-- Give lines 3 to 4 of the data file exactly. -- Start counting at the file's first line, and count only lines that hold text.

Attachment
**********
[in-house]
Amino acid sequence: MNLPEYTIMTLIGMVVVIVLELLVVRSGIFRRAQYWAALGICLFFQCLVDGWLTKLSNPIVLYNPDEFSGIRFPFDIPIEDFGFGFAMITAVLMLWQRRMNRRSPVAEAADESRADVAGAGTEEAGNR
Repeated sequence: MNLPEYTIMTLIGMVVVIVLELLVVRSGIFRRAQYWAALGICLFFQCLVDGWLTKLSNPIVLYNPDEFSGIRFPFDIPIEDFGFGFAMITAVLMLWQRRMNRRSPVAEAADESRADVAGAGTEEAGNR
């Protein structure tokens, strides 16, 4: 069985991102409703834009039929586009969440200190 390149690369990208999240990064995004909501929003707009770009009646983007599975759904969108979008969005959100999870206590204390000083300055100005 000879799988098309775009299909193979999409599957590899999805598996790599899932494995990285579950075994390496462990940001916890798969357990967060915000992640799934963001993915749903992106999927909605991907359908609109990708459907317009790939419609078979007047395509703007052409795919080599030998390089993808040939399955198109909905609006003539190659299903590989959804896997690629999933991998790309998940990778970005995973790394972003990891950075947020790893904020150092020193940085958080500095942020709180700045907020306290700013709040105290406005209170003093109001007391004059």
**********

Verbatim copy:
Repeated sequence: MNLPEYTIMTLIGMVVVIVLELLVVRSGIFRRAQYWAALGICLFFQCLVDGWLTKLSNPIVLYNPDEFSGIRFPFDIPIEDFGFGFAMITAVLMLWQRRMNRRSPVAEAADESRADVAGAGTEEAGNR
């Protein structure tokens, strides 16, 4: 069985991102409703834009039929586009969440200190 390149690369990208999240990064995004909501929003707009770009009646983007599975759904969108979008969005959100999870206590204390000083300055100005 000879799988098309775009299909193979999409599957590899999805598996790599899932494995990285579950075994390496462990940001916890798969357990967060915000992640799934963001993915749903992106999927909605991907359908609109990708459907317009790939419609078979007047395509703007052409795919080599030998390089993808040939399955198109909905609006003539190659299903590989959804896997690629999933991998790309998940990778970005995973790394972003990891950075947020790893904020150092020193940085958080500095942020709180700045907020306290700013709040105290406005209170003093109001007391004059």